Agoraphobia: People with agoraphobia have a fear of being in open spaces. In some cases, panic attacks may become so severe the agoraphobia stems from the fear of having another panic attack. In extreme cases, people with agoraphobia may become afraid to leave their home.

What Causes Phobias?

Phobias are caused by a combination of biological, psychological, and social/environmental factors.

Biological: Genetics can play a role in phobias, meaning that some phobias can run in families.

Psychological: Personality and cognitive factors play a role in psychological causes of phobias. For example, people who experience disgust in response to certain stimuli may be more likely to develop specific phobias. In addition, cognitive biases may play a role in the development of fear that causes specific phobias.

Social/Environmental: Having a traumatic or fearful experience in the phobic situation can cause a specific phobia. Alternatively, phobias can be developed by observing someone respond fearfully to a situation or via learned fear from the media.

Top 10 Most Common Fears

Below you will find a list of the most common phobias humans experience around the world:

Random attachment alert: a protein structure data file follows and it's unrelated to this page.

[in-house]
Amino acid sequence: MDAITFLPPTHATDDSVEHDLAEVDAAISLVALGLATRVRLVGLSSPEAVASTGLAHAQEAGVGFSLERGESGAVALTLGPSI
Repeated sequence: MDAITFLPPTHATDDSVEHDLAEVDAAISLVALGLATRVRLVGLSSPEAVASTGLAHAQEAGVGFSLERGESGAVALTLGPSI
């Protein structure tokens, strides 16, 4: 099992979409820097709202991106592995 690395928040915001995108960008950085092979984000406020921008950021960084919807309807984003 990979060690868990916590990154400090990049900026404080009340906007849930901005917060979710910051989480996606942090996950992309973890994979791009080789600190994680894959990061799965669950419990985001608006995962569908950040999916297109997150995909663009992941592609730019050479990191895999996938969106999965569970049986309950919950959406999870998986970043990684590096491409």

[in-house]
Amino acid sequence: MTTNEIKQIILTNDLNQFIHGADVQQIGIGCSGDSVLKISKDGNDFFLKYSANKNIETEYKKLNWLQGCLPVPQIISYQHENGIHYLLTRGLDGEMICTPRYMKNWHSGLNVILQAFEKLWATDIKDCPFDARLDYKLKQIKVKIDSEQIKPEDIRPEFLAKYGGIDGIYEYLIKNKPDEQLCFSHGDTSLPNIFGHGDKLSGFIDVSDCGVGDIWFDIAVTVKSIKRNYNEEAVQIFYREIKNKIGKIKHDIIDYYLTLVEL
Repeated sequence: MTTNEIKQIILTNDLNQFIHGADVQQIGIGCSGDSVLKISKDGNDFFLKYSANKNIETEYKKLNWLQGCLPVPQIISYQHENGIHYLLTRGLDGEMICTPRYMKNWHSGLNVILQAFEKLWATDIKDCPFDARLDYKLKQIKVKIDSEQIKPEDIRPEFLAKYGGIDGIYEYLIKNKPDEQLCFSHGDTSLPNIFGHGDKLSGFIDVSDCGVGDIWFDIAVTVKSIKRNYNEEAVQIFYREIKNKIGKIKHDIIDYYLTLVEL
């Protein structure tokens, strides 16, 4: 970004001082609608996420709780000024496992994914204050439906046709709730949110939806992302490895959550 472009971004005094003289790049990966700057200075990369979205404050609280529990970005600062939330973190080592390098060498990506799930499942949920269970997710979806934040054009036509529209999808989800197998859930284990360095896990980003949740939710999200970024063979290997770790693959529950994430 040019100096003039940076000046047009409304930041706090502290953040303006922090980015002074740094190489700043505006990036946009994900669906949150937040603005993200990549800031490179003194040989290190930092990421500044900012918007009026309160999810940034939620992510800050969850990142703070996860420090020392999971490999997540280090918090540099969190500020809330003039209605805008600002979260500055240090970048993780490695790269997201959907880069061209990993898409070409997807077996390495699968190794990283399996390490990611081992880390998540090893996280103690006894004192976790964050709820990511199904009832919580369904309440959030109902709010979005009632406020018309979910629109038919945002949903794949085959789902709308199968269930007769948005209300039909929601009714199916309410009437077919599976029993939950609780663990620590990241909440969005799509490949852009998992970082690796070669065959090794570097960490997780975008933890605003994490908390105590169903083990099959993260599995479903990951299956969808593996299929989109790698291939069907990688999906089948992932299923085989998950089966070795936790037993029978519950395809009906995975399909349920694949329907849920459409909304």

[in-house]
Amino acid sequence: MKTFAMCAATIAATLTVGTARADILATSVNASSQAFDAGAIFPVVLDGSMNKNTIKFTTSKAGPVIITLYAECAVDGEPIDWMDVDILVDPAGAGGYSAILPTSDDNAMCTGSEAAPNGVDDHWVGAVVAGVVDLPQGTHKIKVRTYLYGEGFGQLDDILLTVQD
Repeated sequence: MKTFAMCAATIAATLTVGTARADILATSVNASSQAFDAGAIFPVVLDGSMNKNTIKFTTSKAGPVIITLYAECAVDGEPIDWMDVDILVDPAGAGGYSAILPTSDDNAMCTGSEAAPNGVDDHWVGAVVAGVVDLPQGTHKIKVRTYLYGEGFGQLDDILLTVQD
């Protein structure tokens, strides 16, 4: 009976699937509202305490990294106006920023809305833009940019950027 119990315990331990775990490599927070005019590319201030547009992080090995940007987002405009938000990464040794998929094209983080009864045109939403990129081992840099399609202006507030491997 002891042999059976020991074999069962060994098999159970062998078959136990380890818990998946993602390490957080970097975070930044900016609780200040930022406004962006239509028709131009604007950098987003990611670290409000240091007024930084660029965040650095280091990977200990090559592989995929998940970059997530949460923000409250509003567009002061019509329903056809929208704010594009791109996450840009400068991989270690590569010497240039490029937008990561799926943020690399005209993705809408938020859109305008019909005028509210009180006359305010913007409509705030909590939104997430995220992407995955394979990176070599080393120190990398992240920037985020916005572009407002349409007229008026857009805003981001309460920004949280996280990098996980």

1. Acrophobia

Acrophobia is the fear of heights and it affects more than 6% of people. People who have acrophobia can have anxiety attacks, which causes them to avoid high places, such as bridges, towers, or tall buildings. It’s normal to have some degree of fear when encountering heights, this phobia involves an intense fear that can result in panic attacks and avoidance behaviors.

2. Aerophobia

Aerophobia, or the fear of flying, affects between 10% – 40% of U.S. adults even though airplane accidents are actually very uncommon. Symptoms commonly associated with aerophobia include trembling, rapid heartbeat, and feeling disoriented. This phobia can cause people to avoid flying altogether. Aerophobia is often treated using exposure therapy, in which the person is gradually and progressively introduced to flying.

3. Arachnophobia